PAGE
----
From Liberty Street Economics at the NY Fed:
(Unmet) Credit Demand of American Households, by Basit Zafar, Max Livingston, and Wilbert van der Klaauw, NY Fed: One of the direct effects of the 2008 financial crisis on U.S. households was a sharp tightening of credit. Households that had previously been able to borrow relatively freely through credit cards, home equity loans, or personal loans suddenly found those lines closed off—just when they needed them the most. In recent months, aggregate statistics such as the Federal Reserve’s Consumer Credit series and the Senior Loan Officer Opinion Survey have shown a gradual improvement in consumer credit. The former series is an indicator of interaction of credit supply and demand, while the latter shows only short-term changes in demand and supply (as reported by lenders) separately. It is, therefore, not entirely clear whether the observed trends are a result of fluctuations in demand or supply. Are those demanding credit getting it? What differences are there among U.S. consumers in their demand for and access to credit?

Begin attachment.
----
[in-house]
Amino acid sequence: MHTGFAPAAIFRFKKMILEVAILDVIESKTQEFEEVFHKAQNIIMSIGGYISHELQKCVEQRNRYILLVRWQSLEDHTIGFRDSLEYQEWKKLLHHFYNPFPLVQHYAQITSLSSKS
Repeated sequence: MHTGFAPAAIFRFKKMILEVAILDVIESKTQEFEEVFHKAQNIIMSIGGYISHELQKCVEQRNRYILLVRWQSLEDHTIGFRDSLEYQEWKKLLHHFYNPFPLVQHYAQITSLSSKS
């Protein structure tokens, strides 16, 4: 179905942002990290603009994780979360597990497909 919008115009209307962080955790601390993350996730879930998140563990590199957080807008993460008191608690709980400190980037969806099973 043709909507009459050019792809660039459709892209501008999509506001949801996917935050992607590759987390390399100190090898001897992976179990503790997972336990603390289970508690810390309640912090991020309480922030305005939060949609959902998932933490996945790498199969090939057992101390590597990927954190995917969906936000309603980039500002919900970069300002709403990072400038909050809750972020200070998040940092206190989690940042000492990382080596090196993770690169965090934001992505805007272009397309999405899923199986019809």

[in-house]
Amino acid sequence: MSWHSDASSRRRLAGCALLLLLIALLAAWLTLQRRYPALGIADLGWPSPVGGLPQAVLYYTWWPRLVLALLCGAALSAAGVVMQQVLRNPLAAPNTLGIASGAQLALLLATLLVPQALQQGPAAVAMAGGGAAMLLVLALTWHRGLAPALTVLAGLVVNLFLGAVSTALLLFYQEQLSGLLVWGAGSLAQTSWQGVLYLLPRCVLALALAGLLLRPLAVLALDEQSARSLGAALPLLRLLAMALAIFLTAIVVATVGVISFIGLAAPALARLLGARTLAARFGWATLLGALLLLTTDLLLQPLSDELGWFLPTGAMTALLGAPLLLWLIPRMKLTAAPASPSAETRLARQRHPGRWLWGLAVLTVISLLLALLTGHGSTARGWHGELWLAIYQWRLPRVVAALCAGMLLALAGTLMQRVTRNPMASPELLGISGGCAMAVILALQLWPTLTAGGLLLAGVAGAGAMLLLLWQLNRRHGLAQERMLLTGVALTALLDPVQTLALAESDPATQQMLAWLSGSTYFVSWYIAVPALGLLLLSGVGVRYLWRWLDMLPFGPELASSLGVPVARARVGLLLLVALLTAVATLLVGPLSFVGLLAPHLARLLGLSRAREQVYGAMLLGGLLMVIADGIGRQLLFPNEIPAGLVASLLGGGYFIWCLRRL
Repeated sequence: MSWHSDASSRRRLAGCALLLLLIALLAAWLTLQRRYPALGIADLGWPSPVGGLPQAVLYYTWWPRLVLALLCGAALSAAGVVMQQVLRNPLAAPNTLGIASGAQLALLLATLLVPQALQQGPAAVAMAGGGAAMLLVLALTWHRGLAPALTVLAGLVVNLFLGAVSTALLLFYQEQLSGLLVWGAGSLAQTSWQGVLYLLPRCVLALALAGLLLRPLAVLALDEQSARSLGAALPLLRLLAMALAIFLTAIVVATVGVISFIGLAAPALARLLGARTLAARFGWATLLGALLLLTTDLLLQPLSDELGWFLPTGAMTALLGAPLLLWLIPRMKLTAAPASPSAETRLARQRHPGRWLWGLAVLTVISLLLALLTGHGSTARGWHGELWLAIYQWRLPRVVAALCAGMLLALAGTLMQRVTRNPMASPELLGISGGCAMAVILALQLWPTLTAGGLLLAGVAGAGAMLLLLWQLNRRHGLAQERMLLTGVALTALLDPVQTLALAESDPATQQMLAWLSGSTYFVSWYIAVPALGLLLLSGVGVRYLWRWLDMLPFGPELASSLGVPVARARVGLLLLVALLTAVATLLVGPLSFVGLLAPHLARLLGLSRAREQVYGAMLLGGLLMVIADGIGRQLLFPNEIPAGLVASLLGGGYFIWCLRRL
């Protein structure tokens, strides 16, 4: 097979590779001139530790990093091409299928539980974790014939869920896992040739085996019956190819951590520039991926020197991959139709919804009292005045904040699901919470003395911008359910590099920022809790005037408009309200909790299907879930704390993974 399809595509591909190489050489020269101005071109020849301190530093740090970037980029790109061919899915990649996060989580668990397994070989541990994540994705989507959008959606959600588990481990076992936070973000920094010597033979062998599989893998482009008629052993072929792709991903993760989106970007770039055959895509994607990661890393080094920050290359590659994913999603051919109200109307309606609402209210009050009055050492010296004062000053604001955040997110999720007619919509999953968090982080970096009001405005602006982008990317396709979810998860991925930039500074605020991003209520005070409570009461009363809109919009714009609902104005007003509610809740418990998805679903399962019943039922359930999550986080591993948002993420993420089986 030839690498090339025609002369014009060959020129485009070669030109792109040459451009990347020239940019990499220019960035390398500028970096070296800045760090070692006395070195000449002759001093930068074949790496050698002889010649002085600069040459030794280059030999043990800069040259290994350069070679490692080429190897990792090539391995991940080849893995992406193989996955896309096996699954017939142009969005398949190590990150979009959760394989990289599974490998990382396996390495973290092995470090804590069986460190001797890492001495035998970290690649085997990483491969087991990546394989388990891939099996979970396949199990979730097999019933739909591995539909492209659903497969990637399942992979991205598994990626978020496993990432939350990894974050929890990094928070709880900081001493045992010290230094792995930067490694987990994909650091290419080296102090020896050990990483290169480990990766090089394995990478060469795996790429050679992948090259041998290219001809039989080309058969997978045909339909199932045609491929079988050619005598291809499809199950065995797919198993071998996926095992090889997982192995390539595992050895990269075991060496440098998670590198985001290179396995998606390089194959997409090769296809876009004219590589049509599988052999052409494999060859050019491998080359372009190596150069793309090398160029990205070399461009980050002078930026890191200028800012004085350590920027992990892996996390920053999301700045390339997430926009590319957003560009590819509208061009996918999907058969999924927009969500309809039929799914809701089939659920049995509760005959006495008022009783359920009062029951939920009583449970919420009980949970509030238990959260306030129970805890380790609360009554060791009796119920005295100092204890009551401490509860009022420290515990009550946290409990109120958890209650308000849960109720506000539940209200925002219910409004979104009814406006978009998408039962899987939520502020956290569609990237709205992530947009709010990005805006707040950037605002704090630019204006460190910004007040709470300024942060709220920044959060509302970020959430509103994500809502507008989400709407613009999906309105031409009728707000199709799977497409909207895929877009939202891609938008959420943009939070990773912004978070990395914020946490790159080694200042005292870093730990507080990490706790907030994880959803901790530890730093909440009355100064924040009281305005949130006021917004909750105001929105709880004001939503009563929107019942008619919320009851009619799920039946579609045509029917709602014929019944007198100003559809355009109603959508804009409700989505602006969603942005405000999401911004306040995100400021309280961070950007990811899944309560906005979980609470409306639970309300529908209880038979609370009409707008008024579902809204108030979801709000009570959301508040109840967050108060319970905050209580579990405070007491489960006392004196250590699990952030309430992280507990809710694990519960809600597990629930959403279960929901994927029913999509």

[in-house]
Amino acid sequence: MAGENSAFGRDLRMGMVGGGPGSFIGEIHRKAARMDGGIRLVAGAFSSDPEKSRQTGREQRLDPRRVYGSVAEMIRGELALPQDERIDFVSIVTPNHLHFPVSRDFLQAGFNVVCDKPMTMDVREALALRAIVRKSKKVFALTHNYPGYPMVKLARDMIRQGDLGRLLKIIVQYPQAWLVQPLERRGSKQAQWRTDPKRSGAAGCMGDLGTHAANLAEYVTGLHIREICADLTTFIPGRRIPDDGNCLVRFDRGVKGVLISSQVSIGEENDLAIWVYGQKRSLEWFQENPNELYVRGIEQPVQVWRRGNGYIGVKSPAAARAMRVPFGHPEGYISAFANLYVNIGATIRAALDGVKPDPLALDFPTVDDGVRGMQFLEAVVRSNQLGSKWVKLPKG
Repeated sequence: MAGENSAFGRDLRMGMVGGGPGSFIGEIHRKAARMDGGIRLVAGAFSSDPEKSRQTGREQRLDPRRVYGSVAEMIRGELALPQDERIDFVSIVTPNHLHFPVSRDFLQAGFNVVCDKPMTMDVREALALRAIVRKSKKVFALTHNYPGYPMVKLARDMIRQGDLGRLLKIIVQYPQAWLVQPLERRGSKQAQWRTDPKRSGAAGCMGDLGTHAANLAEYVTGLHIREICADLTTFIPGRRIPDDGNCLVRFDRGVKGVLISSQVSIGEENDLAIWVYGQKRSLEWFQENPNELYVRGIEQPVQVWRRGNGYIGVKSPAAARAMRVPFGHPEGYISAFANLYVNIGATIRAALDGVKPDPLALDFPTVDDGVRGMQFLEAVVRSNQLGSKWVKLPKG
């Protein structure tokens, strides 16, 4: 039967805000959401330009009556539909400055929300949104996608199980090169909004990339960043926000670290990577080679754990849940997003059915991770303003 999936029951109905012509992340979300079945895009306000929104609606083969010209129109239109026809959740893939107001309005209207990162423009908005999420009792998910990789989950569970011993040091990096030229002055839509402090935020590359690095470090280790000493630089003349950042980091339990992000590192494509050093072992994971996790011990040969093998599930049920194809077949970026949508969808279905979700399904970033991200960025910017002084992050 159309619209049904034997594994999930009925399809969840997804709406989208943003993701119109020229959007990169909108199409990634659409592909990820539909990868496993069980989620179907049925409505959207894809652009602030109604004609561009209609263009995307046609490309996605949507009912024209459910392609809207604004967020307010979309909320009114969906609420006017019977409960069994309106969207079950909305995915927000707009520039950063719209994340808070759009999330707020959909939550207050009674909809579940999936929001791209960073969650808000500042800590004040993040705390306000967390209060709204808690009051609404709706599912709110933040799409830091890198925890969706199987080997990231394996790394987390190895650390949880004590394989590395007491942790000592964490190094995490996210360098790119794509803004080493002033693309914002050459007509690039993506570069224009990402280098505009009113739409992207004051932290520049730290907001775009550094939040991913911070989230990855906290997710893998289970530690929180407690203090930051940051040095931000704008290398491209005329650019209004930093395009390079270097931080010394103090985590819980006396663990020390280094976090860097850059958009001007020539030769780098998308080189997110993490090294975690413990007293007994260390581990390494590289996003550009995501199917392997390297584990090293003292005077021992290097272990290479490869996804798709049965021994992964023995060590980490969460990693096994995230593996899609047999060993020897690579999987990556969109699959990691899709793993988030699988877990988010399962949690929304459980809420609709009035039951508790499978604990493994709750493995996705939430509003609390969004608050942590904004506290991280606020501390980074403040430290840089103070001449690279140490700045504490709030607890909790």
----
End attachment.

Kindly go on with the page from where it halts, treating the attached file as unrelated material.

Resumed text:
To answer these questions, we designed and included a set of questions on credit access and demand as part of an internet-based survey... Using our survey, we have been able to determine that currently there is a large amount of unmet demand for credit. In the future, we intend to follow-up on respondents’ ability to obtain credit to see how their actions and perceptions with regard to credit change over time.